In the Spotlight: Candidates' Wives at Convention

Speaking to packed crowds is nothing new for Michelle Obama and Cindy McCain. As the wives of the 2008 presidential candidates, both women have spent countless hours on the stump for their husbands.

But with the Democratic convention set to start Monday, and the Republican convention following close behind, both women are about to face their biggest audiences yet.

Speaking at the convention is a challenge and a pressure Shelia Tate knows very well, from her time as White House press secretary to former first lady Nancy Reagan. She also coached former first lady Barbara Bush as she prepared for her own convention speech in 1988.

"What's important about these speeches is that the convention platform that she has is the biggest opportunity she will have, the biggest audience she will have, for the entire campaign," Tate told ABC News. "She has the chance to convince millions of voters who are undecided that her husband has the heart and the decency, and the experience to be president."

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Obama plans on focusing on her family, according to her spokesperson. She will share the story of their lives and their values. It is an important message for the Obama campaign, as they use the Democratic convention to answer any lingering questions as to who Barack Obama really is.

And it is a familiar message, as well. It has practically become a convention standard to use the would-be first lady as a way to humanize her husband.

"For Bill and me, family has been the center of our lives. But we also know that our family, like your family, is part of a larger community that can help or hurt our best efforts to raise our child," Hillary Clinton told the crowd gathered in Chicago in 1996.

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In 2004, Laura Bush shared a similar sentiment. "George and I grew up in West Texas, where the sky seems endless, and so do the possibilities. He brings that optimism, that sense of purpose."

And more than a decade earlier, Laura Bush's mother-in-law used the same idea in her speech, telling the crowd, "The hardest thing we ever faced together was the loss of a child."

"Despite eight years as vice president, people really didn't have a good sense of who George Bush was, as he liked to say, 'what his heartbeat was,' and Barbara Bush was the best possible person to define him and describe him to the American public," Tate said about Barbara Bush's speech, adding, "What she did was extraordinary for her, because she never liked to draw attention to herself."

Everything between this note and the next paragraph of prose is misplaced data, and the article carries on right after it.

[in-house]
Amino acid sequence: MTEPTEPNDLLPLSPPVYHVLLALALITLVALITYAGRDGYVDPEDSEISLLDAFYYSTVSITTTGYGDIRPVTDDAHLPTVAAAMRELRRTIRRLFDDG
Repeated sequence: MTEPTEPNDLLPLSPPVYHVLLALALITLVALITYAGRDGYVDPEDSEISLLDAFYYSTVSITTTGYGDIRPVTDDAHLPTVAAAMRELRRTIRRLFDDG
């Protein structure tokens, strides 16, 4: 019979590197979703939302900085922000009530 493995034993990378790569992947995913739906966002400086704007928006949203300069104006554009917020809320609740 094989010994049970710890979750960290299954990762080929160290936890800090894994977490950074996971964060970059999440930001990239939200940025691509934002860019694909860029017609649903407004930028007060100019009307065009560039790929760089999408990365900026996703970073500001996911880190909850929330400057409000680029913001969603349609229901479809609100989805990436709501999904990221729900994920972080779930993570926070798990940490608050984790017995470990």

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And so, as history shows, they have been -- for the most part -- safe speeches that avoid controversy or detailed political discussions. Occasionally, though, a wife has stepped out of this role and found that adding an edge to her speech can backfire.

In 1992, Marilyn Quayle spoke of the pride she had in her family, but also took a harsh approach when talking about the other parties' views.

"I sometimes think that the liberals are always so angry, because they believed the grandiose promises of the liberation movements. They're disappointed because most women do not wish to be liberated from their essential natures as women. Most of us love being mothers and wives, which gives our lives a richness that few men or women get from professional accomplishment alone," Quayle said. Many considered the reference to be a thinly veiled jab at Hillary Clinton.

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That same year, Hillary Clinton chose not to speak at all. The decision stemmed from worries that her speech could play into concerns that she was trying to be the co-president with her husband.

The whole idea of a spouse speaking at a convention is a rather recent invention. Long before the days where wives walked through the aisle, like Elizabeth Dole in 1996, and the famous Al and Tipper Gore mega-kiss -- women weren't even welcome at the convention.

In fact, Nellie Taft, in 1912, was the first candidate's wife to attend a political convention. However, she didn't even attend her own party's convention. Instead, she attended the Democratic convention, sitting in the front row in an attempt to intimidate her husband's opponents.

In 1940, the strong-willed Eleanor Roosevelt was also chosen to take a more active role in the Democratic convention. When President Franklin Roosevelt said he needed her help to be re-elected for a third term, she immediately jumped on a plane.

"This is no ordinary time. You cannot treat it as you would treat an ordinary nomination in an ordinary time," Eleanor Roosevelt said in her speech to the convention that year.

While extraordinary moments like those did occur, it wasn't until the 1980s that potential first ladies would become a regular fixture at the conventions.

And since then, their speeches have served as a chance for would-be first ladies to define themselves. And once again, the opportunity is there this year for Michelle Obama and Cindy McCain -- but it comes with a risk.

"Both Michelle Obama and Cindy McCain essentially need to be themselves. Because when you're up on that podium, cameras of the world pointed at you, anything you say or do that's a little fraudulent, people pick up on. So, authenticity is important," political analyst Carl Anthony said.

And so, as both spouses gear up for their moment in the spotlight, you can be sure they are aware that millions of voters will be watching. And judging.